You can catch tejo tournaments in parks or on the street, but the best place to go and play in Bogota is the Gaitan district, along Calle 76, Calle 77 and Carrera 24.
Guinea pig racing
Stroll long enough down Bogota’s endless Carrera 7 and you’ll see pretty much everything the country has to offer, including the delightful, slightly addictive, ethically challenged Guinea Pig Gamble. The set-up is simple and aesthetically pleasant: a bunch of colourful plastic bowls are upended and scattered on the ground, each with a guinea pig-sized hole in one side and a number on top. You pick a bowl and place your bet, and the microphone-wielding MC sets the little fur ball loose. If the guinea pig walks into your bowl, you quintuple your money. If not, you have made a very charitable donation to watch a guinea pig run around in circles. Win/win.
Big-butt ant snacks
In the region of Santander, north east of Bogota, the locals eat hormigas culonas ants, which translates literally as ‘big butt’ ants. They look a bit like blueberries from a distance, but on closer inspection, they are very clearly ants. Served roasted or fried, with a generous rain of salt, they are low-fat, high protein power bubbles, only with little anty feet attached that tend to get stuck in your teeth. You can buy them in a plastic cup from any street corner in Spring (April-May), and crunch them like popcorn as you wander away. DELICIOUS.
Mud bath in the mouth of hell
Volcan de Lodo El Totumo is an active mud volcano in northern Colombia, around 50 kilometres north of Cartagena. You can climb right into it and swim around like a pig in poop. Only it isn’t poop, it is a mineral rich mystery of the universe that is so dense it keeps you afloat.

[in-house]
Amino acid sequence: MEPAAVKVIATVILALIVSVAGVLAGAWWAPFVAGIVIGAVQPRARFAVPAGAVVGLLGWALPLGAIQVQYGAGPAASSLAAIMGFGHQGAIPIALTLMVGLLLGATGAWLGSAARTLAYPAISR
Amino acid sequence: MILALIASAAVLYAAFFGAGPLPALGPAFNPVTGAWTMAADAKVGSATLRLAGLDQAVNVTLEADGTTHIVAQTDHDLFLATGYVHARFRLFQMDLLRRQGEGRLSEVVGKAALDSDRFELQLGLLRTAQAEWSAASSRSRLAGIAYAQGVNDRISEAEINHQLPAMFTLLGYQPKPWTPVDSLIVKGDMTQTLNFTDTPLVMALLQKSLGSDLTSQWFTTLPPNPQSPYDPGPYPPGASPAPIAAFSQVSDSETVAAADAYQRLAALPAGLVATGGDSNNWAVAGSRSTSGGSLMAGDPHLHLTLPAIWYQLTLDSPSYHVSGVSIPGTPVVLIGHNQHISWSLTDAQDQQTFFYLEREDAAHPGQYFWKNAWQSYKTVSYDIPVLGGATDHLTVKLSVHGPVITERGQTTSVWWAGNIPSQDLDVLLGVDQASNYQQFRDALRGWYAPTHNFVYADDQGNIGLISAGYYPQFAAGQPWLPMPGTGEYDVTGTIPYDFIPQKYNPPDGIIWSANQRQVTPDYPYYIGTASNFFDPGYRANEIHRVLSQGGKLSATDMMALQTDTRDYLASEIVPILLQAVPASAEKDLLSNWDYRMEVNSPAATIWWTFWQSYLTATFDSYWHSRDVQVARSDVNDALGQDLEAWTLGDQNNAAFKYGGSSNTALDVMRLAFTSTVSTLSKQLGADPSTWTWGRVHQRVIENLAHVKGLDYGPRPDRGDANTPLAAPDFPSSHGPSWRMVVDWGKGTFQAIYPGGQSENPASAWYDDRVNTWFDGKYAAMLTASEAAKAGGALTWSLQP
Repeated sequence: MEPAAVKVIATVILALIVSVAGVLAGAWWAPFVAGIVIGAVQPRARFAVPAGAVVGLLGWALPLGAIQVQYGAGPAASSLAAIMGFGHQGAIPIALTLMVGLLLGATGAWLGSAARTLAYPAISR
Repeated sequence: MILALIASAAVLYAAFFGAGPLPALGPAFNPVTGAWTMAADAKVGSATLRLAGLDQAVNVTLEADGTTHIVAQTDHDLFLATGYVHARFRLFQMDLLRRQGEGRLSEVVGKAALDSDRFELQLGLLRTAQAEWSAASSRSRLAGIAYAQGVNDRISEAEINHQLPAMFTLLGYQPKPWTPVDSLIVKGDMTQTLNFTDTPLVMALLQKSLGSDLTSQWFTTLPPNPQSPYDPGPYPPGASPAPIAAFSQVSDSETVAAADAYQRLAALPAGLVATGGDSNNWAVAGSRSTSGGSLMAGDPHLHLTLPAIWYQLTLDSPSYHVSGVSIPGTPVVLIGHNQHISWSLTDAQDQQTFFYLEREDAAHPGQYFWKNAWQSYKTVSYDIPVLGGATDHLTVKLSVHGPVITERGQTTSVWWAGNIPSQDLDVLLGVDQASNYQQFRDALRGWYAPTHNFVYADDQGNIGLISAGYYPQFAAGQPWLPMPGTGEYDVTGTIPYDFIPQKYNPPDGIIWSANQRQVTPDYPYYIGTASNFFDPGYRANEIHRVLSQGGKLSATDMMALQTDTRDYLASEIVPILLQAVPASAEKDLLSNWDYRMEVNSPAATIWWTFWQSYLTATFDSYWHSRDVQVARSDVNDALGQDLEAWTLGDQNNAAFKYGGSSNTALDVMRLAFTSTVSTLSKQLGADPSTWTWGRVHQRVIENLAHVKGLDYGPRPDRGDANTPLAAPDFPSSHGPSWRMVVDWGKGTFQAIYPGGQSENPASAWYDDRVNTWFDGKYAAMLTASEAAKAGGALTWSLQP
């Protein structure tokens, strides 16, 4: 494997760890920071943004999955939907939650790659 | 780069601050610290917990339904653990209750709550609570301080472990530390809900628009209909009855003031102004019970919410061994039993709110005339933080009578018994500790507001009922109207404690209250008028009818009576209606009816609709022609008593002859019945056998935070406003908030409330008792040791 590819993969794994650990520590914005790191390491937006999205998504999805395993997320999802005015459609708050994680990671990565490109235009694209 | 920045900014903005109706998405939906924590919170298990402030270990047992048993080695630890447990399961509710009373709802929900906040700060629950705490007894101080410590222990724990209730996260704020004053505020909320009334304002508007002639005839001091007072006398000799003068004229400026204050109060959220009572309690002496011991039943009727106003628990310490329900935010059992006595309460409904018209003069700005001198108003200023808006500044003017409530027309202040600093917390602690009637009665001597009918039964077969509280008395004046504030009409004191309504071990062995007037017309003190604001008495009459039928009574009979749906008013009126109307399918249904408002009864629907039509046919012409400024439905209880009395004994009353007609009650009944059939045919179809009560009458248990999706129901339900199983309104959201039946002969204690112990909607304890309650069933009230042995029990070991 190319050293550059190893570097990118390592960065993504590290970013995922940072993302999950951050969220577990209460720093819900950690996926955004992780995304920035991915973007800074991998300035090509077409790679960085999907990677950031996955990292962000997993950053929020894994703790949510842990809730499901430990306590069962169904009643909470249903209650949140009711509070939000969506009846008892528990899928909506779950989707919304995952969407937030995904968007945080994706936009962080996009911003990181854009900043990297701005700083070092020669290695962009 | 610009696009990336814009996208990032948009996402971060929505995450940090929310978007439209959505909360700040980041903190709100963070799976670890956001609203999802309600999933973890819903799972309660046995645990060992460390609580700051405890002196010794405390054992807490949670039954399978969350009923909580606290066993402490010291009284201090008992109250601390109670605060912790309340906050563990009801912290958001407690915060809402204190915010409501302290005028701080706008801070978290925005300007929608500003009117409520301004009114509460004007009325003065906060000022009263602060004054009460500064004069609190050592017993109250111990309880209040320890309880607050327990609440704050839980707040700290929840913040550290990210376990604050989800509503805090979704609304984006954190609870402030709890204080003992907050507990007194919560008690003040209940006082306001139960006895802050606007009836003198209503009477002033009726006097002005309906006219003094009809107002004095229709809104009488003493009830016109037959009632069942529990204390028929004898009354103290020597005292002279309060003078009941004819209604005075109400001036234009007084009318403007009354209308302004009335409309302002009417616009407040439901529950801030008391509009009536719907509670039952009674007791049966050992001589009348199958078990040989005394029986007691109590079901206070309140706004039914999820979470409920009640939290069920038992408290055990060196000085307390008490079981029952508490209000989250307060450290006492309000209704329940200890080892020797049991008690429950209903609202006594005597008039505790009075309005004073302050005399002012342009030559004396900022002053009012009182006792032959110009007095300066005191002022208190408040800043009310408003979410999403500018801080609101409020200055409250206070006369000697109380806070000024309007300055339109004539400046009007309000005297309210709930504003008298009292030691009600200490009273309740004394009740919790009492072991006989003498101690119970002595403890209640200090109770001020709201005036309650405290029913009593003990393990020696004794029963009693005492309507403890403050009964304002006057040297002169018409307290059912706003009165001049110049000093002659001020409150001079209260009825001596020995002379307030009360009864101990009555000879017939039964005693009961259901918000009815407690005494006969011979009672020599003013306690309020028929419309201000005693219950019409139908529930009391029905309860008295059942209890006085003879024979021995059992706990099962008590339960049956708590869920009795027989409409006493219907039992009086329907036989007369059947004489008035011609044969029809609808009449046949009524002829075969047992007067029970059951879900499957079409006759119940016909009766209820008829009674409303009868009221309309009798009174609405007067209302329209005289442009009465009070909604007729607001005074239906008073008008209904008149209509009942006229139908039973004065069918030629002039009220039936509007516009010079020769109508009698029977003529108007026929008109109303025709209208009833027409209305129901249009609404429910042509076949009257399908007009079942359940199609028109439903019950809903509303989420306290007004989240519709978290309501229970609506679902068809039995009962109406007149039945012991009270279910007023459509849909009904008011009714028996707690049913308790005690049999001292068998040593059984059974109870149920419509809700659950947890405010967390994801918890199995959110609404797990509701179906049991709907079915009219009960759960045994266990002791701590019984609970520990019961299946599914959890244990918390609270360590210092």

Legend has it some old priest, failing to understand the fundamentals of geology, threw holy water into the once-active volcano, believing its lava to be the work of the devil. The lava turned to mud and voila, a spa for penny-pinching backpackers was born.
Pablo’s Place – you know, for kids!
One of the looming figures in Colombia’s fraught history, Pablo Escobar was the world’s most famous drug baron. The seat of his empire was Hacienda Napoles, a vast estate in Puerto Triunfo about 320 kilometres northwest of Bogota. It was a monument to Escobar’s madness, where illegally imported African animals roamed free and vintage cars piled up in corners, all laid to waste when the king criminal died in 1993.
For a long while, nobody knew what to do with the place. Escobar’s herd of hippos broke loose and began terrorising the countryside, his life-sized dinosaur statues started to rust and the family villa fell into ruin. Then in the mid-noughties, some entrepreneurial types decide to revive Hacienda Napoles – and by revive, we mean they turned it into a children’s theme park. Complete with water slides, a weird African-themed arena and a discreet but triumphant museum that celebrates Escobar’s downfall with a large photograph of his dead body, it’s fun for the whole family. The Cessna aircraft that hangs over the front gate is just your first stop in a whole world of weird.
(Lead image: Jane Sweeney/Getty Images)
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Simone Ubaldi is a ghostwriter, music journalist, film critic and frequent flyer. She has written for The Age, The Monthly, triple j Mag, Paper Sea, Faster Louder and various other publications, and appeared on ABC Radio National, triple j and Melbourne's 3RRR FM. She has co-authored four books, including memoirs of Bon Scott and Mark 'Chopper' Read, and she stashes a lot of her writing here.